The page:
The call to humility flows through the tunnel of sacrifice. Though he was in the form of God, did not count equality with God a thing to be grasped, but made himself nothing, taking the form of a servant, being born in the likeness of men. And being found in human form, he humbled himself by becoming obedient to the point of death, even death on a cross.  Therefore as I am washed in the humility of Christ, as His saving death floods my heart of stone, I too must walk in humility. Andrew Murray in his book, Humility, writes, “If humility is the first, the all inclusive grace of the life of Jesus – if humility is the secret of His atonement – then the health and strength of our spiritual life will depend entirely upon our putting this grace first and making humility the chief quality we admire in Him, the chief attribute we ask of Him, the one thing for which we sacrifice all else.” My pride, my love of self, my sense of self entitlement, must die. And that is very hard. Oh it is easy to say, I am quick to nod my head, yet I embrace myself at every turn.

Grumbling and questioning are merely symptoms of a heart tied more closely with self than with Christ. So what is my hope? How do I loosen the grasp of flesh? Hold fast to the Word of life. Cling to Him and His truth. Let Him illuminate every corner of my heart, root out each pride holdout, and work in me to replace my self love with His love. The more I allow Him to blaze forth out of me, responding with His humility to those around me, the more the world will see Him and not me.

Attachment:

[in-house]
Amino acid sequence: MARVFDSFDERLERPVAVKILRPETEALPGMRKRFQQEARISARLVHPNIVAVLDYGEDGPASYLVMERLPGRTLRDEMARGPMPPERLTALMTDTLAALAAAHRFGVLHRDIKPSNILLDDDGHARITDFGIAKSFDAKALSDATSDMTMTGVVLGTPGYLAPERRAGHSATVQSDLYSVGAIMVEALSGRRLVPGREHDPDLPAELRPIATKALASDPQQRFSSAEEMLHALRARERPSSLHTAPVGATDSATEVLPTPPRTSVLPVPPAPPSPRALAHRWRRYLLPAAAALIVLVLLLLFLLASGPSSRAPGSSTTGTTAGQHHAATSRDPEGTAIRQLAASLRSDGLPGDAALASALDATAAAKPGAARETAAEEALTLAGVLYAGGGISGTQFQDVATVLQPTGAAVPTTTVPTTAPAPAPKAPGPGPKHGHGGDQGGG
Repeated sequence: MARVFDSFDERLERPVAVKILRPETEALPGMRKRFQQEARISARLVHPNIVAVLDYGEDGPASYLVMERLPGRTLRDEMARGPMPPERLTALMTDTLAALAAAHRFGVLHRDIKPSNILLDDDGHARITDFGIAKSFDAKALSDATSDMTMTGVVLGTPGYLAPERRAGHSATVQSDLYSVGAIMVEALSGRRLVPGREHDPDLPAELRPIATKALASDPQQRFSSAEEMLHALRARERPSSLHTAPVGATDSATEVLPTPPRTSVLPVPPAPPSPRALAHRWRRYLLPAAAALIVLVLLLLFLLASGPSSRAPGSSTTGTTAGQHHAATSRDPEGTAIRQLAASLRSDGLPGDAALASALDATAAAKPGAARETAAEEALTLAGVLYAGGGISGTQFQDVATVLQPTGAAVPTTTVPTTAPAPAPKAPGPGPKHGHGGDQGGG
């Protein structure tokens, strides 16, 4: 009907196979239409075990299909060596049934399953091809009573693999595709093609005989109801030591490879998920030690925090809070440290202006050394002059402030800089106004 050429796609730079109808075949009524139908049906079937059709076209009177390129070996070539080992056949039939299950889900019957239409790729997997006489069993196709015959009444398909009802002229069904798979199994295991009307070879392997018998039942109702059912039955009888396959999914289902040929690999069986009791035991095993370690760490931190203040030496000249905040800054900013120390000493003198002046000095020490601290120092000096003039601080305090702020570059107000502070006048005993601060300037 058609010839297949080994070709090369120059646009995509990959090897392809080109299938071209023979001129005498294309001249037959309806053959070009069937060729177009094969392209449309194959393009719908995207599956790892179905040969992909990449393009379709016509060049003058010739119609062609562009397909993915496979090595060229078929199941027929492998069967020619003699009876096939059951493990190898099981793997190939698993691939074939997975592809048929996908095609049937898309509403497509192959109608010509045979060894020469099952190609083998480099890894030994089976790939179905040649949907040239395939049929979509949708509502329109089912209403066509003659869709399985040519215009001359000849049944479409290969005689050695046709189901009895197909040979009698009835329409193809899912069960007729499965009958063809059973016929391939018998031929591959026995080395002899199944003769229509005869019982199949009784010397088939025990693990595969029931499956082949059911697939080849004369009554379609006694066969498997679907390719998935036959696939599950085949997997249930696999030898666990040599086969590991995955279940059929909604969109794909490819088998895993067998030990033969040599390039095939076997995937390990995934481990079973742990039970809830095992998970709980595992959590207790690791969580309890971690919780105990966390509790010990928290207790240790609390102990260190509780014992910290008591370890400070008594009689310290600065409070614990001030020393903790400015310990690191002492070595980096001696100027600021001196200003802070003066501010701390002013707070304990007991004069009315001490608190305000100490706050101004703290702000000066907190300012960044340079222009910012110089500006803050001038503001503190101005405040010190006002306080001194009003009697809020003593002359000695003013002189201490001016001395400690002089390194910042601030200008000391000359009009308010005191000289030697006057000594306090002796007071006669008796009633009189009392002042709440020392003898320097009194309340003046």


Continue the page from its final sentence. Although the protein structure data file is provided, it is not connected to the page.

We shine as lights; we look flawless in a world full of flaws. In a world of darkness, we are beacons of light. And the lost will be drawn to His light. The hurting will gravitate.  This is our response to God and the leading of the Spirit. So I also need to be very careful how I wield this verse with my children. The Gospel is central and paramount for a life that does not grumble or complain. How am I communicating Christ to my child? Because what I do not want to do is somehow communicate that grumbling and complaining can be turned off like a spigot. No, they are the very essence of my prideful flesh, and the only power over them is Jesus Christ.

So what is the state of the light that shines within me? Do I complain about where He says go and what He says do? Do I doubt what He says? This is my testimony for this world, either way. So is it “Did God really say?” or is it “Where you go, I will go.”

obedience learned

Although he was a son, he learned obedience through what he suffered. And being made perfect, he became the source of eternal salvation to all who obey him, being designated by God a high priest after the order of Melchizedek  ~Hebrews 5:8-10

We talk a lot of teaching our children to obey, seeking to instill obedience through methods that people swear will create wonderful children. Obedience is very important in scripture. We see it as one of the foundational commands of the Old Testament; it reverberates throughout scripture, pointing towards blessings and indicative of respect and honor. Warnings in Romans 1 include disobedience as part of the rejection of God. It is an important concept to instill for obedience bends the heart in submission to wisdom despite desire. The obedience of a two year old will one day be the obedience of a young man or woman to Holy God as a calling comes that may not be easy or desirable. Will they bend their heart to the One who calls for His kingdom? Will they pursue the lost, the hurt or the lonely when it is far easier to seek self instead?